The London Summer Internship Program offers 11 weeks of study and work through pre-placed internships that complement a student’s particular academic concentration and personal goals. The six available tracks examine a particular academic area in the context of Great Britain’s history, its culture and society, and its role within Europe. Students take classes at the centrally located BU London Academic Center.

Internship Areas & Tracks

Students must select a study area (referred to as a “track”) for the program from the list below. The track determines both the Core Course and Internship Course students will take in London.

Please note: These are examples of past internship placements only. While BU Study Abroad guarantees an internship to program participants, specific placements vary from semester to semester and may not always be available. Likewise, internship placements may be available in academic areas not listed.

Advertising, Marketing & Public Relations

  • Study British and European marketing techniques, public relations and advertising strategy and intern in advertising agencies, or the marketing and PR departments of British or international firms. Previous internship placements have included Crabtree & Evelyn, LD Publicity, Bell Pottinger PR, MEC Global, M2M, Elizabeth Arden, L'Oréal, and EMAP.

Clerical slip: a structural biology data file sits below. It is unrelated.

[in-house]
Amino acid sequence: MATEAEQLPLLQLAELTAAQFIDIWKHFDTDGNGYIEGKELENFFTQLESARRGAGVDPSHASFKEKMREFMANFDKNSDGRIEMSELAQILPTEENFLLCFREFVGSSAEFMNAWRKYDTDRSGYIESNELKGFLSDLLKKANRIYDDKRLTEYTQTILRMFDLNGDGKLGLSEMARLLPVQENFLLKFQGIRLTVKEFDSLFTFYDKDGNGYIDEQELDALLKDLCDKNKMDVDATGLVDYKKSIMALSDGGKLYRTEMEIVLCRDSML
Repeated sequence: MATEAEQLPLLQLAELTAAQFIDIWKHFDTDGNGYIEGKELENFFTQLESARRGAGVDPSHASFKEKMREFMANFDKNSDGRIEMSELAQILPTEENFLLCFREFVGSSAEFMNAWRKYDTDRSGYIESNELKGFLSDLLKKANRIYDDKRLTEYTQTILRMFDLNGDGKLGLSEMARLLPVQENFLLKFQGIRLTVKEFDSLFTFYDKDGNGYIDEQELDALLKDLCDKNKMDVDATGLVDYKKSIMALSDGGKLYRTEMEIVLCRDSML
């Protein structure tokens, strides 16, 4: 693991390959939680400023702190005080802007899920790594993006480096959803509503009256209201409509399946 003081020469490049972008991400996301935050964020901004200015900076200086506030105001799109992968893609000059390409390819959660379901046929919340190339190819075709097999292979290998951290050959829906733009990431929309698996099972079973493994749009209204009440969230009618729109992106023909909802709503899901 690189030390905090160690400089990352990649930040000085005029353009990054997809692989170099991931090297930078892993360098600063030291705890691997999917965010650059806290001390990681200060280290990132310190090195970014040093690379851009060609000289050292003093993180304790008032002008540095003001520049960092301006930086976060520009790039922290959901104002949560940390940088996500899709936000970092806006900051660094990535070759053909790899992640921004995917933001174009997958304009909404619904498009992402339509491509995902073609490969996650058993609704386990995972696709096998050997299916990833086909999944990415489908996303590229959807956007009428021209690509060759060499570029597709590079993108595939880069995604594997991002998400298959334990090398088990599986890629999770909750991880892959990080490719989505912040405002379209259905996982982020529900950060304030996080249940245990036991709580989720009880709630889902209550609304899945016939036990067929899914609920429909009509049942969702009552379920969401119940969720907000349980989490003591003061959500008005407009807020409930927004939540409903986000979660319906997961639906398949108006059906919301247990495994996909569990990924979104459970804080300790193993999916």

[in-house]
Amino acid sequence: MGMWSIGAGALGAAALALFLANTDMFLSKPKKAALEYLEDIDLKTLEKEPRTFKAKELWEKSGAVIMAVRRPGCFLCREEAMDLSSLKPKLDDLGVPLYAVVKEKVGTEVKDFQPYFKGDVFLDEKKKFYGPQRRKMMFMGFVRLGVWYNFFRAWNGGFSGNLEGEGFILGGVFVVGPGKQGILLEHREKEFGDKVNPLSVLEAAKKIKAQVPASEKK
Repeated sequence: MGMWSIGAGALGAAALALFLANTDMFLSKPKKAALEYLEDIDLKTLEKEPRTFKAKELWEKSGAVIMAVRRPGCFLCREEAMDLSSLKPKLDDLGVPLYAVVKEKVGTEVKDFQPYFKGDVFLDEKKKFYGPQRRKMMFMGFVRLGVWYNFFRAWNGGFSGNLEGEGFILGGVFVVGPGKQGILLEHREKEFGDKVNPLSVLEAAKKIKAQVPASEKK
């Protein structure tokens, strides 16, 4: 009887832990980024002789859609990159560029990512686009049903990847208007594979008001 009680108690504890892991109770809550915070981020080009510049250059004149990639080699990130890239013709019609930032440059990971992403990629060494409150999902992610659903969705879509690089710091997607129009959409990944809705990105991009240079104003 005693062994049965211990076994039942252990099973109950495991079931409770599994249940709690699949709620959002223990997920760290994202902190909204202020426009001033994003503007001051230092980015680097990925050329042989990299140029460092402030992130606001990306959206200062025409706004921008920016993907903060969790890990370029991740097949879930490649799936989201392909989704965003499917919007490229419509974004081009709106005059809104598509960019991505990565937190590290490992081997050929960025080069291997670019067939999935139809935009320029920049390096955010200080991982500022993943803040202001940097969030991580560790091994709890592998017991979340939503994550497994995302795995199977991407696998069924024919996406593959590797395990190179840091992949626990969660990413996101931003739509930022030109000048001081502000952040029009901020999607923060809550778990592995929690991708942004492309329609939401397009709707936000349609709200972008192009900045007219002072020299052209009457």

• Download a description of the Advertising, Marketing & Public Relations Track.

Arts & Media

  • Study British art, film, journalism, radio, television, and theater in one of the political and cultural capitals of the world. Gain insight into the culture and society of Britain through its arts and media and work in the field of film, broadcasting, theater, and arts administration; or gain insight into the political, cultural, and social life of the United Kingdom by participating in the daily life of a newspaper, magazine, publishing house, or broadcast news organization. Past internship placements have included the Royal Academy of Arts, Sky Movies, Thomson Reuters, Big Cheese, Simon & Schuster, Quintessentially Publishing, PW Productions, The Ambassadors Theatre Group, Almeida Theatre, Tabard Theatre, Pilot Productions, Feelgood Fiction, Zone Radio, and The Producers.

Economics & Finance

  • Study the current economic, political, and social issues affecting Britain and work in a London organization with an economic dimension. Internship placements have included Europe Economics, Pure Leapfrog, Policy Studies Institute, and Overseas Development Institute.